In order to to answer these questions an investigator currently needs to collect data from many sources: the logs, the machine state, past alerts from all security products, and threat intelligence data. Even with all this data, the analysis can be very painful and slow given the lack of specialized tools for analytics. For example, to determine blast radius you would need an association algorithm, flow analytics, automated indicator matching, and alert profiling apart from tools for data mining on assets and alerts. Today, no product is available to SOC for conducting such analytics.
When it comes to current predictive analytics there are threat feeds available to SOC that help analysts orient themselves for attacks. This level of predictive analytics is achieved through a threat intelligence platform that integrates all threat feeds and applies them across data sources in a network. However, a SOC would like to be even more prepared to predict attacks or predict an attacker beyond the tactical indicator matching of the current threat intel platforms. One use case would be to know what the next attack is likely to be on an asset given the sequence of alerts in the near past. This would need an application of machine learning algorithms such as a Markovian chain or other. Another use could be to predict the riskiness of an asset or a user inside the network based on past history or behavior. Such a predictive analytical platform goes beyond the current threat intel platforms available to SOC.
Current security orchestration or incident response platforms have some features of prescriptive analytics. Today some of them can guide an incident responder on the steps to be taken based on regulatory rules. These are like expert systems for breach response; however, they do not provide the technical responses that a SOC needs to take based on an incident. Such prescriptive analytics could be a technical expert system or it could be supervised machine learning where the platform learns from the past actions of a human analyst in responding. For example, it could suggest a series of actions for an incident beginning from what rules to push to firewall, what configuration changes to do to a machine, or what virtual patching rules to apply in a WAF.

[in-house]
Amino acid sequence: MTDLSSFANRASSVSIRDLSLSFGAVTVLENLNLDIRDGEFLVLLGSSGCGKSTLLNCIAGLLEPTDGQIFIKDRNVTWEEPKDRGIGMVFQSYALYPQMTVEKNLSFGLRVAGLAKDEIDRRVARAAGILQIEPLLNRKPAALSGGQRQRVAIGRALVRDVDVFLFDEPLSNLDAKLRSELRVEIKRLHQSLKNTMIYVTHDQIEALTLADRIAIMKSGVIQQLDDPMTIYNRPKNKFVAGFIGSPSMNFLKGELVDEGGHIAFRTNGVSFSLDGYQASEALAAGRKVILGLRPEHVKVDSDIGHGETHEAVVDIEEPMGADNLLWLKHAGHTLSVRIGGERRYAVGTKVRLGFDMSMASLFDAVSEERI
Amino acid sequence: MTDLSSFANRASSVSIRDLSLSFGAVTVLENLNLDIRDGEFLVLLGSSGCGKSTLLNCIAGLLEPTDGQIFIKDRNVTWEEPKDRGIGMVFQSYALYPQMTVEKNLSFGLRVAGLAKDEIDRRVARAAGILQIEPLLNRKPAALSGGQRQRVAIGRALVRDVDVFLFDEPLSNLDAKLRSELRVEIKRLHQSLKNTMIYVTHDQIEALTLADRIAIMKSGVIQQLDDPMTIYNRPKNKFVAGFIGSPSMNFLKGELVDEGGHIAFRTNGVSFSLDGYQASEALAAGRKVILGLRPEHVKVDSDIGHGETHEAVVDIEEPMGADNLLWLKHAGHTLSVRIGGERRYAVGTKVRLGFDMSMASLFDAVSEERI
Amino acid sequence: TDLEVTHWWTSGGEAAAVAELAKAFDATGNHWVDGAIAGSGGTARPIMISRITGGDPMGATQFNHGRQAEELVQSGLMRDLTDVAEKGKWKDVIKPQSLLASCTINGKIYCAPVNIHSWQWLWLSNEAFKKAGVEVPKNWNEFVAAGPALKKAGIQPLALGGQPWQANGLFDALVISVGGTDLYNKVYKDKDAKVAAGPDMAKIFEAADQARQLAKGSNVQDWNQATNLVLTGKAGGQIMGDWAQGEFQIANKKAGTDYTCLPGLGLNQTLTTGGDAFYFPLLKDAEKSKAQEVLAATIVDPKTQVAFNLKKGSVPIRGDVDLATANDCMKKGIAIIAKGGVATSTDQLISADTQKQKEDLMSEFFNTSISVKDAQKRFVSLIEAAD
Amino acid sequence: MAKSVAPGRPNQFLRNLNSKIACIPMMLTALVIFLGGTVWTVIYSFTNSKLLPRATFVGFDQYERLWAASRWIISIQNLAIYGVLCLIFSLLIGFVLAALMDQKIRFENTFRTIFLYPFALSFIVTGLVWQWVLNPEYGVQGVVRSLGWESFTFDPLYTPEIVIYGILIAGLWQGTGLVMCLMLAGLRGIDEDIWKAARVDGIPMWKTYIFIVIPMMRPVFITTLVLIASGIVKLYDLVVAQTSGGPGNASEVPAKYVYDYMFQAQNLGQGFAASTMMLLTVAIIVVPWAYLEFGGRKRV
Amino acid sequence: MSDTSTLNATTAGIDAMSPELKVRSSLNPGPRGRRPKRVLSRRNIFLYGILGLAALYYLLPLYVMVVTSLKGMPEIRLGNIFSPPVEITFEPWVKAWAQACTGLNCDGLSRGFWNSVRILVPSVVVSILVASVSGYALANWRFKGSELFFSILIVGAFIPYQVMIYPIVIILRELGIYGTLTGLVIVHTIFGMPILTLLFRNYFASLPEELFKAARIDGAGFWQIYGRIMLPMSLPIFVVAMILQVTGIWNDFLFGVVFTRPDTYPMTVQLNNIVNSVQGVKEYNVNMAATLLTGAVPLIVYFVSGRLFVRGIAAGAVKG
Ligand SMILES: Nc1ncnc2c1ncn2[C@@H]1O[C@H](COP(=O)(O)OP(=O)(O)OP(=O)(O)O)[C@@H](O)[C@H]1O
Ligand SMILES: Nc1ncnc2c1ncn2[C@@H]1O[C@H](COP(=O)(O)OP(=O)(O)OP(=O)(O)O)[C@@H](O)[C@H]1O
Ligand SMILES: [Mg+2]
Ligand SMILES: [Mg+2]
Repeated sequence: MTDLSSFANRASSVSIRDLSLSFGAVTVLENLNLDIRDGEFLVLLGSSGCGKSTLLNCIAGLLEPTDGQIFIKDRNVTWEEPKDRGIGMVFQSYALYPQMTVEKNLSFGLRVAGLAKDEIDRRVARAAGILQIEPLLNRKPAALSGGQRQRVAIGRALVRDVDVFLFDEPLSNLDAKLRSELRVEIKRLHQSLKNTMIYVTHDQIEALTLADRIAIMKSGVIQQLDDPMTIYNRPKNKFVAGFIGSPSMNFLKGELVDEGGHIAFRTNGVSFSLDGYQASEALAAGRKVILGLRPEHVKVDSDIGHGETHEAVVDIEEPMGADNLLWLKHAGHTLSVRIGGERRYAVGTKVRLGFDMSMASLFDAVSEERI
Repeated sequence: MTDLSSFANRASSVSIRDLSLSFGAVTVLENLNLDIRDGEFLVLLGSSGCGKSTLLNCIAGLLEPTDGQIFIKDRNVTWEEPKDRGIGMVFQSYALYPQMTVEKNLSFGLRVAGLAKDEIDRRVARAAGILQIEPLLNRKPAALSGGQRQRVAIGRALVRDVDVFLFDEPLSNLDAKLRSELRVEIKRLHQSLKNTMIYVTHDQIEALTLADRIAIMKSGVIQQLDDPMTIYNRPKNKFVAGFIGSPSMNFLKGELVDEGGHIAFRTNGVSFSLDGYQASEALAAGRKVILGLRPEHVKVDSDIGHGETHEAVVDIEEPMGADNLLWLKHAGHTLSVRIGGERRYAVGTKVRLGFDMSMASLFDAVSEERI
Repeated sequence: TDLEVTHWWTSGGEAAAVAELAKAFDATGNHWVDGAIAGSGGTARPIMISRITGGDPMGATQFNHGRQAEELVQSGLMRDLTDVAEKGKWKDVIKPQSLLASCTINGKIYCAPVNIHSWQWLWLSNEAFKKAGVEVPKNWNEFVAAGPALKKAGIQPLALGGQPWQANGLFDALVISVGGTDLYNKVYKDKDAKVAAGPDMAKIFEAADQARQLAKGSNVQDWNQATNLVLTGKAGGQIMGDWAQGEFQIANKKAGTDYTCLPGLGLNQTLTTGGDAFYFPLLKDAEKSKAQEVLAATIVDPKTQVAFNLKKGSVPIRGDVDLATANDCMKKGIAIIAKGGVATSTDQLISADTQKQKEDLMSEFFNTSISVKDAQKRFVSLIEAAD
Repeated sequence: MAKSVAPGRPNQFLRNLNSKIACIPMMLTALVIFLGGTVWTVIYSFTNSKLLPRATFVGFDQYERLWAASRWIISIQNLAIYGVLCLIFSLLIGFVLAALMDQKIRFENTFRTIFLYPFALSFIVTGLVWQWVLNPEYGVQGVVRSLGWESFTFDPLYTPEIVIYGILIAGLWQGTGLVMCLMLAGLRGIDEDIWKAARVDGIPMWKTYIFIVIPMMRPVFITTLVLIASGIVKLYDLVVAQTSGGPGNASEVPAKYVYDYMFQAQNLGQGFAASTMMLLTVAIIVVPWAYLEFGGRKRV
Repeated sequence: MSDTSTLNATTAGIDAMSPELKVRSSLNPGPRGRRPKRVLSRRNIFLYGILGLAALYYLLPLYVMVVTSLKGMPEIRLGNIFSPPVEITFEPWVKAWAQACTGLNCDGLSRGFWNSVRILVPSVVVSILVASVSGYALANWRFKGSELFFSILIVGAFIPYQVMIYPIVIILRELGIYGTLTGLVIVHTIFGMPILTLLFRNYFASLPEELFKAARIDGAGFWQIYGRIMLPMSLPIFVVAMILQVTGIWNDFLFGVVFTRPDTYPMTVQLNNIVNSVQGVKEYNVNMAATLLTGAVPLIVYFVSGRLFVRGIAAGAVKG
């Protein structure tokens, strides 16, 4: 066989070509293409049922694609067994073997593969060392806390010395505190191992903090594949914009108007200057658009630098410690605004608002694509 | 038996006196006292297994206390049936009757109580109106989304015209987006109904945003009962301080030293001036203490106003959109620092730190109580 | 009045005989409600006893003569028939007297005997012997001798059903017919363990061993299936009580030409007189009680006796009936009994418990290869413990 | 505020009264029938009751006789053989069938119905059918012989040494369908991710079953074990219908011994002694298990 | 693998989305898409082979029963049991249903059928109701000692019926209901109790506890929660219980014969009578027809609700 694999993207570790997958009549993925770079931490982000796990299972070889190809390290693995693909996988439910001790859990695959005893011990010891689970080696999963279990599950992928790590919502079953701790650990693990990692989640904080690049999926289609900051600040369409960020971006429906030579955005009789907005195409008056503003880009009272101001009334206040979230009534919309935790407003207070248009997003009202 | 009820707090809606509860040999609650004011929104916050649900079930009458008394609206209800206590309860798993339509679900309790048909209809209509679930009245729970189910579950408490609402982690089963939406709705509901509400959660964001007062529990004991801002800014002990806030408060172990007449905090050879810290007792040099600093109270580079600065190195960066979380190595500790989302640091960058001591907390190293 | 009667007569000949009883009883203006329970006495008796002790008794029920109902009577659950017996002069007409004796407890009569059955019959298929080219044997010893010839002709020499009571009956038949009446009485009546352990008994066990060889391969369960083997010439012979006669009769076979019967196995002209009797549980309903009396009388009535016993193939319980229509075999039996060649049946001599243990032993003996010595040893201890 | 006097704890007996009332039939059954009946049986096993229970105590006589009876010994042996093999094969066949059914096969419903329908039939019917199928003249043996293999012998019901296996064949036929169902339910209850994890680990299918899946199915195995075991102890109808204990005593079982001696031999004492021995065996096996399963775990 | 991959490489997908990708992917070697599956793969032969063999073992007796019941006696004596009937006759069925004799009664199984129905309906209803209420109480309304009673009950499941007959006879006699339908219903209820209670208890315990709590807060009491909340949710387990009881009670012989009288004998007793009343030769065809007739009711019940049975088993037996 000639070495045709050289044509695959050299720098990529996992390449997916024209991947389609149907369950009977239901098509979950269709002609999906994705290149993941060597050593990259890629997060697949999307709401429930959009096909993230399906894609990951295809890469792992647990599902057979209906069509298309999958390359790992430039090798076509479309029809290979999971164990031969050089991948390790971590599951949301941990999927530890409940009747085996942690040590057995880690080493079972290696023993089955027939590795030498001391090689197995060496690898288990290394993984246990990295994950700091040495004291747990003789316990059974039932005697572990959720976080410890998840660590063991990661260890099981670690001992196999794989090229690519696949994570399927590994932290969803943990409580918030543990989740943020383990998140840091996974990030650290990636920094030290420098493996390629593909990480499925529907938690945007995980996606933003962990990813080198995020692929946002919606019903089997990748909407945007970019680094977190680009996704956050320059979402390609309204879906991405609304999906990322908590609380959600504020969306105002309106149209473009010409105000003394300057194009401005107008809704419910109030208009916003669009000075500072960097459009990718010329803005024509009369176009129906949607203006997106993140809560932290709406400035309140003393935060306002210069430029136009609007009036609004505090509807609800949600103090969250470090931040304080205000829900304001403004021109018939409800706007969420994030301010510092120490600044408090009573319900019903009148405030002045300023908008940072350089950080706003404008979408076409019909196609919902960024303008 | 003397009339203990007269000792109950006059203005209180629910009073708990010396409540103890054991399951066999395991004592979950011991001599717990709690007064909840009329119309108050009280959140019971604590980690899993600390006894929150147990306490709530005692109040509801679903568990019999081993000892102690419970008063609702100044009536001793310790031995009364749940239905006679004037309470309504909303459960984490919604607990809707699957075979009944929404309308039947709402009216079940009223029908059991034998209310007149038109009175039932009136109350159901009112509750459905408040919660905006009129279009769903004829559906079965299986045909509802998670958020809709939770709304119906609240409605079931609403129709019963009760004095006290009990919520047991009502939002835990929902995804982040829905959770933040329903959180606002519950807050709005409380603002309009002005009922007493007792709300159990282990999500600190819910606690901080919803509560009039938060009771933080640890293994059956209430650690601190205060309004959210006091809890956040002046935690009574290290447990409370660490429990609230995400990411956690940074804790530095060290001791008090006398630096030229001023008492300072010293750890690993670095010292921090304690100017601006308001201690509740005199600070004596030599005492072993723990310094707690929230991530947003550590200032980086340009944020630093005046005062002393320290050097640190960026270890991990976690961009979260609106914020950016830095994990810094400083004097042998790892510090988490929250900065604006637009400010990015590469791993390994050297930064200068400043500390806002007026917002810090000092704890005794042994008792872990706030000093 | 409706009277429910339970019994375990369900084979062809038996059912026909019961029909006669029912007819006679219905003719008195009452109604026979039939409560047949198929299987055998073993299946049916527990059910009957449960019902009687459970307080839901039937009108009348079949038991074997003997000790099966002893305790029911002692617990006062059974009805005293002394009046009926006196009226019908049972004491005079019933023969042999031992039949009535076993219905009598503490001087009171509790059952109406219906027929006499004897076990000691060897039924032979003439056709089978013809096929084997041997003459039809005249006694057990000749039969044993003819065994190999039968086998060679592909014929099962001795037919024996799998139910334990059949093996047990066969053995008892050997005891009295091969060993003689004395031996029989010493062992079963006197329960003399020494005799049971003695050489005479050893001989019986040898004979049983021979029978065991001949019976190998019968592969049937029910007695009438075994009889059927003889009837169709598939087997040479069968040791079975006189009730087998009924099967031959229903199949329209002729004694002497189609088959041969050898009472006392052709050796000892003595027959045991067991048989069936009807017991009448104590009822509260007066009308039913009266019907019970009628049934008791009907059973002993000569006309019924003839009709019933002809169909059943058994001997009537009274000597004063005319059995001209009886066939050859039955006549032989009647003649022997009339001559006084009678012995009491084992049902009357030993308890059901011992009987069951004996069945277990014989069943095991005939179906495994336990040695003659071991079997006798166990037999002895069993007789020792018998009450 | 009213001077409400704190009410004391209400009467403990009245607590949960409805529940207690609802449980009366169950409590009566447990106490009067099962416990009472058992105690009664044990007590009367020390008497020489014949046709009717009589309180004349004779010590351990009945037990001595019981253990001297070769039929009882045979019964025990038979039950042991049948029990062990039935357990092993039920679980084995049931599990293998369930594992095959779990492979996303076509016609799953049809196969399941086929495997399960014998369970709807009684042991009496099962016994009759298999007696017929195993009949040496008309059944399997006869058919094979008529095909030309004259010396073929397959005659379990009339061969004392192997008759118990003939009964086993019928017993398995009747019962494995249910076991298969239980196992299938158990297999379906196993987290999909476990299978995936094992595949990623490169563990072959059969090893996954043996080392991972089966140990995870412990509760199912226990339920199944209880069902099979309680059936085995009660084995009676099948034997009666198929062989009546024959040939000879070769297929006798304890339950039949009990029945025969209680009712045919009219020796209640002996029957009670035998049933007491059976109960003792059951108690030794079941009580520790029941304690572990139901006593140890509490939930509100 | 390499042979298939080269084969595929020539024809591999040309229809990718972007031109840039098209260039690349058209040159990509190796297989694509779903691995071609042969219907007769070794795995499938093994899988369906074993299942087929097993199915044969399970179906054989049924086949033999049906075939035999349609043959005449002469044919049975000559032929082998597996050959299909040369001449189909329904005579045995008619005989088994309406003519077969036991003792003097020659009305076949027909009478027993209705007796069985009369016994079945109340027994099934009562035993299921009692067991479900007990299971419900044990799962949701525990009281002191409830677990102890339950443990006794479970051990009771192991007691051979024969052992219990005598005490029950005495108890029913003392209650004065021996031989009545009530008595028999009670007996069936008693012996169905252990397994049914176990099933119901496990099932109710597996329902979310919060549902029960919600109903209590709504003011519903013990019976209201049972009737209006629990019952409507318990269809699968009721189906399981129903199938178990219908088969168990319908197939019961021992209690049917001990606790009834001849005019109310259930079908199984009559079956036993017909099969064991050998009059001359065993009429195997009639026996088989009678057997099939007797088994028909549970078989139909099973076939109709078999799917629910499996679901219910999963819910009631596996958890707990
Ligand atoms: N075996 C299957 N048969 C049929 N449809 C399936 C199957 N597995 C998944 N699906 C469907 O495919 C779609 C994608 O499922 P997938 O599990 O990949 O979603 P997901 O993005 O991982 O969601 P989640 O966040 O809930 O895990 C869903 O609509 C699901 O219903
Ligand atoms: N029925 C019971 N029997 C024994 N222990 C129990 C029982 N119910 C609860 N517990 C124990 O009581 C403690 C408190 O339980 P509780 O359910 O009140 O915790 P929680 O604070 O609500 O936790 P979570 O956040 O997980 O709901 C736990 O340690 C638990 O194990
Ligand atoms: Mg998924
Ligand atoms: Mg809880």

The Future of Security Analytics
Gartner has defined a new product category under Security Operations Analysis and Reporting (SOAR) which has certain features for descriptive, diagnostic, and prescriptive analytics. Of course the focus of SOAR is beyond analytics and includes the automation of tasks for threat and vulnerability management.
Going forward, SOC’s would need to make all five analytical tools available to analysts and incident response teams. Whether all these features come together in one product or they are spread out across products, the world definitely needs more than what is currently available in terms of security analytics.